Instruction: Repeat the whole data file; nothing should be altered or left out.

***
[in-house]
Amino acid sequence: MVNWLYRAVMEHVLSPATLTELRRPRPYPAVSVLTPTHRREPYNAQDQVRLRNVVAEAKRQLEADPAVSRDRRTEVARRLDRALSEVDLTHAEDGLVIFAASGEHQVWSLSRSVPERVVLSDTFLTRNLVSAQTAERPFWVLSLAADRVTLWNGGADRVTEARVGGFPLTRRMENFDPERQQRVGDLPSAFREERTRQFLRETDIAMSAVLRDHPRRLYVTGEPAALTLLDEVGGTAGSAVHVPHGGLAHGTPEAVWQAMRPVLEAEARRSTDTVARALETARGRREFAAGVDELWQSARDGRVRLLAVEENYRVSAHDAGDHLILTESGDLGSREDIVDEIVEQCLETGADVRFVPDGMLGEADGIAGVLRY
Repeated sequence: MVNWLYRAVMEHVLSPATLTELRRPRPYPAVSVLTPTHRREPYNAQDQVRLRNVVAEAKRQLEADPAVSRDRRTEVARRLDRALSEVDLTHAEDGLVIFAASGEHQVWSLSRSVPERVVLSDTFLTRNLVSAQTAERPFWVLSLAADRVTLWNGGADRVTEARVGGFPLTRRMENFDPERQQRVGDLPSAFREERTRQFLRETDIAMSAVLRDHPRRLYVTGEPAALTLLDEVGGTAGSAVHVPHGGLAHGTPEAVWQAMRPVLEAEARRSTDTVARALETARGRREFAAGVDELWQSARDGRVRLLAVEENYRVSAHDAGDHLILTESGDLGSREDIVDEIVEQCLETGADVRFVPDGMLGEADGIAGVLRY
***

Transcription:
[in-house]
Amino acid sequence: MVNWLYRAVMEHVLSPATLTELRRPRPYPAVSVLTPTHRREPYNAQDQVRLRNVVAEAKRQLEADPAVSRDRRTEVARRLDRALSEVDLTHAEDGLVIFAASGEHQVWSLSRSVPERVVLSDTFLTRNLVSAQTAERPFWVLSLAADRVTLWNGGADRVTEARVGGFPLTRRMENFDPERQQRVGDLPSAFREERTRQFLRETDIAMSAVLRDHPRRLYVTGEPAALTLLDEVGGTAGSAVHVPHGGLAHGTPEAVWQAMRPVLEAEARRSTDTVARALETARGRREFAAGVDELWQSARDGRVRLLAVEENYRVSAHDAGDHLILTESGDLGSREDIVDEIVEQCLETGADVRFVPDGMLGEADGIAGVLRY
Repeated sequence: MVNWLYRAVMEHVLSPATLTELRRPRPYPAVSVLTPTHRREPYNAQDQVRLRNVVAEAKRQLEADPAVSRDRRTEVARRLDRALSEVDLTHAEDGLVIFAASGEHQVWSLSRSVPERVVLSDTFLTRNLVSAQTAERPFWVLSLAADRVTLWNGGADRVTEARVGGFPLTRRMENFDPERQQRVGDLPSAFREERTRQFLRETDIAMSAVLRDHPRRLYVTGEPAALTLLDEVGGTAGSAVHVPHGGLAHGTPEAVWQAMRPVLEAEARRSTDTVARALETARGRREFAAGVDELWQSARDGRVRLLAVEENYRVSAHDAGDHLILTESGDLGSREDIVDEIVEQCLETGADVRFVPDGMLGEADGIAGVLRY